On a historic night, celebrants at a party for the Coalition Avenir Québec cheered loudly when their leader was announced as new premier of the province. A prolonged ovation followed just ten minutes later, when the party’s majority government status was added to the merriment.
Along the waterfront in Lachine, attendees at the party had gathered inside the Club Chasse et Peche to watch the results as polls closed. Gathered in the large, brightly lit reception room were six candidates from the CAQ, campaign volunteers, and invited guests. The event was hosted by CAQ de l’ouest de Montréal, and the mood had already been one of upbeat optimism as the evening got underway at 8 p.m. Candidates mingled, beer and soft drinks were flowing, guests were glued to the large-screen television on one wall, and cheerful conversation buzzed in the air. A chef cooked Belgian waffles on a cart just outside the door, and the scent wafted into the room as guests enjoyed the delicacy,
Nathalie Dansereau, CAQ candidate for N.D.G., watched the televised returns with profound interest. As the results announcing the majority government flashed across the screen, she jumped up from her seat and ran over to where the crowd was celebrating. There were group hugs throughout, and cheering laughter drowned out the broadcaster.
Dansereau returned to the table, her cheeks flushed, her smile wide, apologizing for leaving the conversation.
“I don’t know who won in my riding,” she said, “but I don’t care.”
She quickly corrected herself.
“I mean, I do care, but it doesn’t really matter because we are a team and tonight the people gave us a chance to prove ourselves.”
Dansereau reflected on the results, shaking her head as reality began to sink in.
“We have a majority, and that means we have the time to implement what we really want to do, without looking behind us for another election. And we made history!”
She put her face in her hands, breathed a heavy sigh of relief, and looked up at the ceiling.
“Oh wow,” she said softly.
It was important for her to watch results from specific ridings.
“We know we will win more seats outside of Montreal,” she explained, “but it’s really important for Montreal to show us confidence too. Montreal is very unique and usually sticks together.”
In fact, two Montreal districts, Pointe-aux-Trembles and Bourget, elected CAQ. This, according to Mohammed Sherbaz, was key.
“We made a stand to say it’s time for us to be heard,” said Sherbaz, Director of Communications for the CAQ in D’Arcy McGee. “We’ve opened the doors.”
Sherbaz was on his way to other celebration events, but had begun his evening with this gathering. He greeted and congratulated campaign workers, candidates, and attendees, and was in high demand as an executive with the party.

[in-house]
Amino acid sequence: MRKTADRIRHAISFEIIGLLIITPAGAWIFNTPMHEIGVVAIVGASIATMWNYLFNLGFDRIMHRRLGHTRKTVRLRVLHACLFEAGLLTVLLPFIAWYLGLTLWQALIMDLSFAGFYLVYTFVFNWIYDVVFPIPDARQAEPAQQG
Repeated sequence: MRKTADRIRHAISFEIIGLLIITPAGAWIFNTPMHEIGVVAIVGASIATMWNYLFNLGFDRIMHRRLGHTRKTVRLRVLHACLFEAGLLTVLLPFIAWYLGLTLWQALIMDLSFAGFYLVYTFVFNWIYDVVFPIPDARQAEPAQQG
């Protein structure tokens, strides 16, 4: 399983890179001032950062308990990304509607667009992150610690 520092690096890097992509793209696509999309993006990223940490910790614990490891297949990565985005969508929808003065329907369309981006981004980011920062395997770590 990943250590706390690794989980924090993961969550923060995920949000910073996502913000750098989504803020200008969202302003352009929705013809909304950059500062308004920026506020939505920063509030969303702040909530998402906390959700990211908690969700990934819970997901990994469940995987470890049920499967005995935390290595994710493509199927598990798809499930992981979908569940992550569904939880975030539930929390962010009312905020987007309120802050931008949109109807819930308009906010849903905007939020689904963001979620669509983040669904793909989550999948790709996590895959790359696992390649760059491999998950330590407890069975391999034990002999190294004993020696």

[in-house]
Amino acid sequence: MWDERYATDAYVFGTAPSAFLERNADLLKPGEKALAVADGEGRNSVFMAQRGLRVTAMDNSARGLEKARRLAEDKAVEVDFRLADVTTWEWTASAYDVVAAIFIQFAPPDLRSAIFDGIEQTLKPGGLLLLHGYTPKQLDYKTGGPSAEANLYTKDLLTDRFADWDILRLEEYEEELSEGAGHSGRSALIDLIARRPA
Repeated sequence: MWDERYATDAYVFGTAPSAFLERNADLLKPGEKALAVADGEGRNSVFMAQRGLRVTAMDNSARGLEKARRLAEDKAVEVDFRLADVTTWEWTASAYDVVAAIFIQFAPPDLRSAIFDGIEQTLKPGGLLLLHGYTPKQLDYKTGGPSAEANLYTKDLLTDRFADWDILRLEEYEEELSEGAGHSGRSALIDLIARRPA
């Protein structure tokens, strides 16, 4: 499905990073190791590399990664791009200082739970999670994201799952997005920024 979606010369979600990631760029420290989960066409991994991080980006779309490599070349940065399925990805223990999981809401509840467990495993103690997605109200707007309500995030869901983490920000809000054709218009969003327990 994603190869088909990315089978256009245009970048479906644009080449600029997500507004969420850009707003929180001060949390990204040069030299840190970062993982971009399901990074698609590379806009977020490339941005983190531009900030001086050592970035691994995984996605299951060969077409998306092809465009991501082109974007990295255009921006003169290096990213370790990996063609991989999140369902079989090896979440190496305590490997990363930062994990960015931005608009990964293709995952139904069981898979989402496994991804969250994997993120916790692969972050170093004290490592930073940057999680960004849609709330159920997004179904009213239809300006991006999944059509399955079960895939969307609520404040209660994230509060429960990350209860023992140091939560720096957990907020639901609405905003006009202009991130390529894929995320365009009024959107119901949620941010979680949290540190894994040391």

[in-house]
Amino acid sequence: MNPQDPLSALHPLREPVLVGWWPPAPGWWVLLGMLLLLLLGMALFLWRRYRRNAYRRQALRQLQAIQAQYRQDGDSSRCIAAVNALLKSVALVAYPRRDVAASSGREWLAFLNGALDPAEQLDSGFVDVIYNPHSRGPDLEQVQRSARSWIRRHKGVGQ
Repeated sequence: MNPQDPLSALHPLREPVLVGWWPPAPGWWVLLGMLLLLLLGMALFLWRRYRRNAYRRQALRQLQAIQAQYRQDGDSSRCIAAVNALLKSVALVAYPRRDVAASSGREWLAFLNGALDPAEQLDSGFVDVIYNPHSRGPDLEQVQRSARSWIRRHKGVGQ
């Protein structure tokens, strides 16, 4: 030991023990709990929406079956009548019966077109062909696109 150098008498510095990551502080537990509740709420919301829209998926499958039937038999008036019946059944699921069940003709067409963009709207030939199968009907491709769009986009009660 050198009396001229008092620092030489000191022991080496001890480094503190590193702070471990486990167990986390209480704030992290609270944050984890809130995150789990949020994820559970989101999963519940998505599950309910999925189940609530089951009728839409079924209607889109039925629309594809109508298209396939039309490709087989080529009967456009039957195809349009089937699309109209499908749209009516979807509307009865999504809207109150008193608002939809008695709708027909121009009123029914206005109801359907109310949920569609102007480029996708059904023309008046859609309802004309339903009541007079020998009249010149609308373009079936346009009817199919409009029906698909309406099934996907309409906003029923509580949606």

“Everyone here is a big part of this win,” he said, “even if they didn’t get elected in their riding.”
As Dansereau mingled with fellow candidates, party-goers were eager to share their joy.
“For the first time, a referendum [on separation] was not the topic,” said Louis-Philippe Boulanger, former candidate and current volunteer. “It was about a desire for change.”
When asked about how he felt going into election night, he grinned.
“I was not optimistic,” he admitted. “Even in my wildest predictions, I didn’t think a majority would happen. And now, we have the chance to talk about ideas.”
A large cheer interrupted Boulanger; the announcer on television had just declared that Jean-François Lisée, leader of the Parti Québecois, had lost his race. Boos then rose as Liberal Gaetan Barrette was announced as the winner of his.
Boulanger, however, was not deterred. He continued to smile, looking around at the celebration, taking it all in.
“We can finally express the vision of the party and work to make it happen.” He raised his cup in a toast. “I will definitely not be sleeping tonight,” he declared.
Bernard Blancher, Director of Operations for the CAQ de l’ouest de Montréal, asked for attention from the crowd. He thanked everyone for coming, acknowledged the work of the volunteers, and introduced the six candidates whom he had assembled beside him. Though none of them had won their races, they all smiled happily as they addressed the crowd.
As each spoke in turn, they acknowledged togetherness and collaboration. Teamwork was a word repeated frequently.
Dansereau circulated, talking with new friends, volunteers who had helped her campaign, and other candidates.
In the end, she had not won her riding; incumbent Kathleen Weil had retained her seat in the now-official opposition party, but Dansereau was still positive.
“I’m just so happy,” Dansereau smiled. “I will stay on, and help the party in whatever ways I can. And who knows? Maybe I will run again in four years.”